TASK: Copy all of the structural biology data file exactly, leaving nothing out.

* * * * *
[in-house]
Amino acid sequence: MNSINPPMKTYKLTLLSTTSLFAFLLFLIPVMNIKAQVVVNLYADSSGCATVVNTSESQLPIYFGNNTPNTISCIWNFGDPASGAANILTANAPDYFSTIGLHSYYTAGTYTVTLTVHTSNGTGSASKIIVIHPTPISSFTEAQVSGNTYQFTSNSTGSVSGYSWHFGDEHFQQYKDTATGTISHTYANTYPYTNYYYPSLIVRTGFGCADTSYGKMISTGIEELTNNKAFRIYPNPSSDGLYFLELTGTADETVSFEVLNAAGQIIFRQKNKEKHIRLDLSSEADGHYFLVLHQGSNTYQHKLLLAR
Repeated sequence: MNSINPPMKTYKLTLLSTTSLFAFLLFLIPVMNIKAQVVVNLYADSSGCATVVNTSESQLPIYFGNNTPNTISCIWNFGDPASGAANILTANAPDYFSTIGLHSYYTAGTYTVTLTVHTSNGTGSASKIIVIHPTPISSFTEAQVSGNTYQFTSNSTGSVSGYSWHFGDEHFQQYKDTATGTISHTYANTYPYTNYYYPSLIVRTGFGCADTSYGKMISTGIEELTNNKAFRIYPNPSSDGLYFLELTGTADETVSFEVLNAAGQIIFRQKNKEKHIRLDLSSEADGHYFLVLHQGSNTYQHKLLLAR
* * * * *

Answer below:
[in-house]
Amino acid sequence: MNSINPPMKTYKLTLLSTTSLFAFLLFLIPVMNIKAQVVVNLYADSSGCATVVNTSESQLPIYFGNNTPNTISCIWNFGDPASGAANILTANAPDYFSTIGLHSYYTAGTYTVTLTVHTSNGTGSASKIIVIHPTPISSFTEAQVSGNTYQFTSNSTGSVSGYSWHFGDEHFQQYKDTATGTISHTYANTYPYTNYYYPSLIVRTGFGCADTSYGKMISTGIEELTNNKAFRIYPNPSSDGLYFLELTGTADETVSFEVLNAAGQIIFRQKNKEKHIRLDLSSEADGHYFLVLHQGSNTYQHKLLLAR
Repeated sequence: MNSINPPMKTYKLTLLSTTSLFAFLLFLIPVMNIKAQVVVNLYADSSGCATVVNTSESQLPIYFGNNTPNTISCIWNFGDPASGAANILTANAPDYFSTIGLHSYYTAGTYTVTLTVHTSNGTGSASKIIVIHPTPISSFTEAQVSGNTYQFTSNSTGSVSGYSWHFGDEHFQQYKDTATGTISHTYANTYPYTNYYYPSLIVRTGFGCADTSYGKMISTGIEELTNNKAFRIYPNPSSDGLYFLELTGTADETVSFEVLNAAGQIIFRQKNKEKHIRLDLSSEADGHYFLVLHQGSNTYQHKLLLAR